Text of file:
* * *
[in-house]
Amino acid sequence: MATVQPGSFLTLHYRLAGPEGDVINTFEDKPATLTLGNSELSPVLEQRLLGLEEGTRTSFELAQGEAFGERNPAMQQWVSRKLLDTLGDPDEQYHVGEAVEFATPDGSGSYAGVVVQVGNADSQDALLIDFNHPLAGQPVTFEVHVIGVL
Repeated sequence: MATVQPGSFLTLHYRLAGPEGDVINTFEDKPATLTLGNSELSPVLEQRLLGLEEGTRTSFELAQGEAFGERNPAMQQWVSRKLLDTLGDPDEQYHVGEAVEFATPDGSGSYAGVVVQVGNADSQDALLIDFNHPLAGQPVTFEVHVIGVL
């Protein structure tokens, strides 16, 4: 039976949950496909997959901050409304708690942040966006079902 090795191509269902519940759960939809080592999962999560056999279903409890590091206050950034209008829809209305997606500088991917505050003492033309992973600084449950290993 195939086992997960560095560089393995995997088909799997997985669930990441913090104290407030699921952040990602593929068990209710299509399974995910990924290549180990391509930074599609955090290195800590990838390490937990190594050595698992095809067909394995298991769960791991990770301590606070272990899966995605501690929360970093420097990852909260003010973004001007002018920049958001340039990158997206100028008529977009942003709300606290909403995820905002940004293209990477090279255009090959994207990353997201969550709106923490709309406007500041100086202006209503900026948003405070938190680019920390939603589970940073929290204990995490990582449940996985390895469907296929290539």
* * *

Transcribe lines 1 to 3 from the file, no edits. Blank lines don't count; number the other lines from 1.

[in-house]
Amino acid sequence: MATVQPGSFLTLHYRLAGPEGDVINTFEDKPATLTLGNSELSPVLEQRLLGLEEGTRTSFELAQGEAFGERNPAMQQWVSRKLLDTLGDPDEQYHVGEAVEFATPDGSGSYAGVVVQVGNADSQDALLIDFNHPLAGQPVTFEVHVIGVL
Repeated sequence: MATVQPGSFLTLHYRLAGPEGDVINTFEDKPATLTLGNSELSPVLEQRLLGLEEGTRTSFELAQGEAFGERNPAMQQWVSRKLLDTLGDPDEQYHVGEAVEFATPDGSGSYAGVVVQVGNADSQDALLIDFNHPLAGQPVTFEVHVIGVL